The brilliant touch, here, is the film’s visual dimension. Almereyda gathered together footage from the many movies and TV shows in which Fancher had appeared (TV westerns, especially) and edited fragments of this material to accompany Fancher’s voiceover. The ridiculous gunslinger; the impetuous cowpoke; the buddy; the playboy; the assassin; the golfer; the stick-up guy; the fop; the cop; the cad; the lover; the boyfriend; the bullfighter: these and other fictive Fancherian personae are fleetingly resurrected as surreal pictorial counterpoints to the vocal narrative. It isn’t until fifteen minutes into the film that we glimpse our narrator in the flesh; and not until half an hour has passed that he becomes an enduring physical presence.
The obvious connection, here, is to the serial daydreams of Walter Mitty. Unlike James Thurber’s (or Danny Kaye’s) mundane hero, however, the young Fancher passionately sought to verify his imagined reality. He quit school at the age of eleven; assumed the name of Mario Montejo; ran away to Spain to master the flamenco; and thereafter continued on his picaresque, essentially archaic quest for… what?
Duende is the answer offered by Escapes — passionate inspiration, or soul, not unrelated to the idea of dignity. Duende is a vocation, not an achieved state of affairs. In Fancher’s case, it refers to an idiosyncratic, powerfully masculine ethos that mixes dignity, glory, and ethics. It produces a life of strong friendships, fistfights, seductions, alienations, shenanigans, setbacks, risk-taking (artistic and romantic), strokes of folly and strokes of genius. Why is this so involving? Perhaps because inside each of us is a proud, reckless, bridge-burning spirit who must be suppressed at all costs.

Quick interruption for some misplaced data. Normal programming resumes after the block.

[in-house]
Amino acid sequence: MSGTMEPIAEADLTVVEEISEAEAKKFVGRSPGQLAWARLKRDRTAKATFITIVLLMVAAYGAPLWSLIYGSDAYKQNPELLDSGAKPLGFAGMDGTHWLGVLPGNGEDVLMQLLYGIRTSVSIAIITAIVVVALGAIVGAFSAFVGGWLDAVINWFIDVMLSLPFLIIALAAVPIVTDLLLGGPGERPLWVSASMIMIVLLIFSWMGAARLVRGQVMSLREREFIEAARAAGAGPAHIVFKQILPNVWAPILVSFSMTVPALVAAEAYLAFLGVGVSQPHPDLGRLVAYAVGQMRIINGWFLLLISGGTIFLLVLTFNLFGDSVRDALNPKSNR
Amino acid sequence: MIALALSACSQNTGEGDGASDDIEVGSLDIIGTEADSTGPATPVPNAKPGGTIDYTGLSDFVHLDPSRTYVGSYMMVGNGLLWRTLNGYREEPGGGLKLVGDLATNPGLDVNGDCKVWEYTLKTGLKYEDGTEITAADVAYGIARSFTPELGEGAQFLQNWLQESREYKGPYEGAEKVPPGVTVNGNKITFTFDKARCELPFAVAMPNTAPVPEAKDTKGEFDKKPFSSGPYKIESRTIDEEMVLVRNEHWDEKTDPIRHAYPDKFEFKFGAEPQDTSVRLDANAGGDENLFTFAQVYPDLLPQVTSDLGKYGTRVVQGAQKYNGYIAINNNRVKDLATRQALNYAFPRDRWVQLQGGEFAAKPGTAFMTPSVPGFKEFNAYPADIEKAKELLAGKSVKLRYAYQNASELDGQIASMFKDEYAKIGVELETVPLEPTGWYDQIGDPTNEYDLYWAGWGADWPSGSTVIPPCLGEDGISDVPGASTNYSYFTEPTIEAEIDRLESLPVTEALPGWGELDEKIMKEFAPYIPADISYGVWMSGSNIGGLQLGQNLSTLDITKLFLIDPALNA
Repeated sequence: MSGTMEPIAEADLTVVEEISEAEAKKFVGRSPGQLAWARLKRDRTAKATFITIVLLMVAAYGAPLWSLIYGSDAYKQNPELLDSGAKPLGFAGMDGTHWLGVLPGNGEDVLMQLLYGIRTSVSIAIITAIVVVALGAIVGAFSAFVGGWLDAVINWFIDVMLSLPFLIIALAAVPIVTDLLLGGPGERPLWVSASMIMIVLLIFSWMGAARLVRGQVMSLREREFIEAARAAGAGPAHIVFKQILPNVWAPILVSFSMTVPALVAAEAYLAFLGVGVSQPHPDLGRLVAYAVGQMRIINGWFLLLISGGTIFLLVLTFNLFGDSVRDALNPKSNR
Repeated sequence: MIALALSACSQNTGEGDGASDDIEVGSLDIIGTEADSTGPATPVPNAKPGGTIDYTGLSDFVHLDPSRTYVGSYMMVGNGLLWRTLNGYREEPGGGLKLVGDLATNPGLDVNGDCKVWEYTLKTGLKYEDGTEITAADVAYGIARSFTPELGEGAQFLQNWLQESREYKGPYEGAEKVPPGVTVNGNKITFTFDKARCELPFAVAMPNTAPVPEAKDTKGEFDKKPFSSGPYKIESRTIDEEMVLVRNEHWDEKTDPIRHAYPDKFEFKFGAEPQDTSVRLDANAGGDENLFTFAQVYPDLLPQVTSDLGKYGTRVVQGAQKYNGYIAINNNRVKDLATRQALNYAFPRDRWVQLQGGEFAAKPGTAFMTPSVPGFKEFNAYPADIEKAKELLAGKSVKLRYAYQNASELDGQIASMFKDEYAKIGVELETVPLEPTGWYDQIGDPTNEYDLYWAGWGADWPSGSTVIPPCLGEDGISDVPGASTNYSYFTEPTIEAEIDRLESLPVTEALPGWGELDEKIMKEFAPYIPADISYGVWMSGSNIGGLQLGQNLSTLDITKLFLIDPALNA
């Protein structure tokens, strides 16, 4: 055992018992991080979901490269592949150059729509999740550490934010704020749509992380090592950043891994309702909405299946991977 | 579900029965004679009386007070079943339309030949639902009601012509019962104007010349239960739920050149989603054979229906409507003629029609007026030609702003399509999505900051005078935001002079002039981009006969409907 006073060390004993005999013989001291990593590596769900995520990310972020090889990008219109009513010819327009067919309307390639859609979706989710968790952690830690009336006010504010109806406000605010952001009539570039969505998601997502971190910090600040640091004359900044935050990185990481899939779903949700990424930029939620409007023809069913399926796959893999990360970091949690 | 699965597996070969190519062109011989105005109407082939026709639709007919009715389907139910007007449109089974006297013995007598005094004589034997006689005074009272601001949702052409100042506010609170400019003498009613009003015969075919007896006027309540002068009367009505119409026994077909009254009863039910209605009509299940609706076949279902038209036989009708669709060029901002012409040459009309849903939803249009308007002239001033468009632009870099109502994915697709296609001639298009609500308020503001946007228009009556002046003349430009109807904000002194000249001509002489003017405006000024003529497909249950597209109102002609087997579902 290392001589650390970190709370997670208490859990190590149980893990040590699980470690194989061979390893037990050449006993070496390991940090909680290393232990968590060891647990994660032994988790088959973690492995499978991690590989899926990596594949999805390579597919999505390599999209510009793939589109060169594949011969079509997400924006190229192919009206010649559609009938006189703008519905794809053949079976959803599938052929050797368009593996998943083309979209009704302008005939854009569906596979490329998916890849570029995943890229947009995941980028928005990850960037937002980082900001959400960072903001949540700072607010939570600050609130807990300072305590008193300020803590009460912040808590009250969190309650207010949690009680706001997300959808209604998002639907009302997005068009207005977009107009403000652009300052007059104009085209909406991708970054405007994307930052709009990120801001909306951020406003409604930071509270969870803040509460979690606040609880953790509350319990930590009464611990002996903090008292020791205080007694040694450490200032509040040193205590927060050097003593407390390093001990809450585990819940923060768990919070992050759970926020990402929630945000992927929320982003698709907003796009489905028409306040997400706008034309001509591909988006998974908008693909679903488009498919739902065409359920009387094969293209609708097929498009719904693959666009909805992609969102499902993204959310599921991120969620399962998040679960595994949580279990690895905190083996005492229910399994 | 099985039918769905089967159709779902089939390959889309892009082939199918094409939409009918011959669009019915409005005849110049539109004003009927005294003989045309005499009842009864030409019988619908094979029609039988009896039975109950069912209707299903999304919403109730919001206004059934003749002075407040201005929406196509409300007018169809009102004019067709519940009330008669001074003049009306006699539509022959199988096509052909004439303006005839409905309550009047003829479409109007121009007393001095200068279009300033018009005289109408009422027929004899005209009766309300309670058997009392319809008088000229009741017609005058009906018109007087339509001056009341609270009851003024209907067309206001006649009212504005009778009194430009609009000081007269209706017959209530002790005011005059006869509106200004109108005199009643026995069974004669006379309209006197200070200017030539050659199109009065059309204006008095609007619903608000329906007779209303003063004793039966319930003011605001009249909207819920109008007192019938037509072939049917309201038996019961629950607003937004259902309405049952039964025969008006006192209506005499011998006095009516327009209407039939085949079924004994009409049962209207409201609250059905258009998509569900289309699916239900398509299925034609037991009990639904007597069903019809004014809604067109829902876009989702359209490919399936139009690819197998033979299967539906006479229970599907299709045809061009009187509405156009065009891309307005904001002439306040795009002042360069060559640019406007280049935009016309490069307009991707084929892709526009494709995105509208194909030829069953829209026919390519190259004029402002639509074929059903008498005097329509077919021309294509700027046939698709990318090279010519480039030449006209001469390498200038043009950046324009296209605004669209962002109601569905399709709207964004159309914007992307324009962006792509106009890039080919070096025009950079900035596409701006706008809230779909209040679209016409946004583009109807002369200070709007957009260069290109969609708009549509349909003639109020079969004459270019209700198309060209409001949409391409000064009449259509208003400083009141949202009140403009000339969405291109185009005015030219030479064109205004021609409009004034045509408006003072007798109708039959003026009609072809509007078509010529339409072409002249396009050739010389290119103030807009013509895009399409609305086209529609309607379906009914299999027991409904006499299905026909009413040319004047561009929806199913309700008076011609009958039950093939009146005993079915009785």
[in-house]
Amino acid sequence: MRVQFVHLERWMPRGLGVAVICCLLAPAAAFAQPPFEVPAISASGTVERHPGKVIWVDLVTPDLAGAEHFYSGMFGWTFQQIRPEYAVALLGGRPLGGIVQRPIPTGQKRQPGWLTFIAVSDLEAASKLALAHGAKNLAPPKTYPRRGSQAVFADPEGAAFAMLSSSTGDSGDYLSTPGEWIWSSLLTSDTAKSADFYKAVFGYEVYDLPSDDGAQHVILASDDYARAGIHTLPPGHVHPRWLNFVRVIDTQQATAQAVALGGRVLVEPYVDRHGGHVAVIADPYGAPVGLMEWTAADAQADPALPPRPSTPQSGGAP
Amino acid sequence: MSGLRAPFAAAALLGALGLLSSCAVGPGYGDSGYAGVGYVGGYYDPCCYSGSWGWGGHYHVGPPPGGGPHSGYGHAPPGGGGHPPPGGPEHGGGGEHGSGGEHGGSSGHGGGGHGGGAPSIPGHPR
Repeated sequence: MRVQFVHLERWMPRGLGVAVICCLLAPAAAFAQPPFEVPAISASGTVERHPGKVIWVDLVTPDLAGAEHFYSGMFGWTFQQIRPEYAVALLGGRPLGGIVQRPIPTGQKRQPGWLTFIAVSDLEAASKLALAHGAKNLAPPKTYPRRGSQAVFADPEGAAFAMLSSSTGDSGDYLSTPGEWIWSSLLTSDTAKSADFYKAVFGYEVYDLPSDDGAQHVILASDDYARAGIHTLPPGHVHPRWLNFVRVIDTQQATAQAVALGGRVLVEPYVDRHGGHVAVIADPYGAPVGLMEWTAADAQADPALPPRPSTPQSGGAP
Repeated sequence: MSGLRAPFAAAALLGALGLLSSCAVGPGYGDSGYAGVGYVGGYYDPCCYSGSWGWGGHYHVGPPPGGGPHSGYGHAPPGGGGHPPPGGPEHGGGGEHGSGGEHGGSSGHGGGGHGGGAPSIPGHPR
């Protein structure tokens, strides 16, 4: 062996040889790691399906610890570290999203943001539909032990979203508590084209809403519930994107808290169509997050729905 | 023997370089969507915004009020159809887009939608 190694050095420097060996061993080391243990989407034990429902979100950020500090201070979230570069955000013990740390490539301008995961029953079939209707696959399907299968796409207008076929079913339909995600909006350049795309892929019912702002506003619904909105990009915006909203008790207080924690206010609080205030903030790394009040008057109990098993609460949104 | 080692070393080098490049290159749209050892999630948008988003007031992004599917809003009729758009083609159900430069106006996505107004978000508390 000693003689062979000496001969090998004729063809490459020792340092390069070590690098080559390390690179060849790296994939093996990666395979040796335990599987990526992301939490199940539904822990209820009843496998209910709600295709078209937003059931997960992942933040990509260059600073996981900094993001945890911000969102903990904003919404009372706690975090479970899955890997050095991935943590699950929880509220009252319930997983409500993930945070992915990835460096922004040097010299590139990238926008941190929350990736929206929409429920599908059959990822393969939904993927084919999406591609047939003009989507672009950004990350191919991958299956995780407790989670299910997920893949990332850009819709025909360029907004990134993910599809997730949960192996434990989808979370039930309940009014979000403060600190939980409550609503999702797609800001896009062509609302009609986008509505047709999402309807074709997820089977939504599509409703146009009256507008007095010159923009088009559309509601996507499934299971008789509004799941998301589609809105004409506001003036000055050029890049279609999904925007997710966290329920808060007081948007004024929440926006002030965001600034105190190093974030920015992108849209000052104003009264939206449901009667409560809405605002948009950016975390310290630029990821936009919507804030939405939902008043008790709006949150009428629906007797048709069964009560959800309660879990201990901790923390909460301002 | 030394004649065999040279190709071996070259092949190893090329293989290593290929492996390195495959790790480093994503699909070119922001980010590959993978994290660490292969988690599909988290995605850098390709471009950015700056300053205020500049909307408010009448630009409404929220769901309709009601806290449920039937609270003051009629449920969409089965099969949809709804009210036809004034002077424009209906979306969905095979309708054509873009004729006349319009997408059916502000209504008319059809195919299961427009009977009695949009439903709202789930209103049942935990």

“Thus have I acted; these were my thoughts; such was I,” Rousseau (inaccurately) claimed in his Confessions. Escapes makes no such claim. To begin with, Fancher is very aware of the hazards of autobiography — a genre that’s almost by definition a self-serving narrative. The peculiar authority and intelligence of his voice stems, to an important degree, from its tacit asterisks of regret and its notes of self-questioning; and also from the fact that his tales ultimately concern the virtues of persons other than himself.
Then there’s the fact that Almereyda intentionally omits expectable information — or, to put it another way, rejects the illusion of completeness. There are gaps in the Hampton Fancher story — gaps of time, and gaps in the action. Fatherhood is not really touched on. Gory breakup details are skipped. There’s even a passage when Fancher embarks with relish on an anecdote — set in Vienna, at a glamorous party, and co-starring his great pal Brian Kelly and a mysterious seductress — and then abruptly abandons it: “Actually, this story is so terrible I’m not going to tell it.”
The largest unmentioned fact that hovers over the film — until the last few seconds — is the most providential one: that, in a final, or near-final hurrah, Hampton Fancher would write the triumphant Blade Runner 2049. But that is another story, and almost beside the point.
Joseph O’Neill has written four novels, including Netherland, winner of the 2009 PEN/Faulkner Award for fiction. Good Trouble, a book of short stories, appears in June 2018.
This essay is included with our DVD release of Escapes, available here.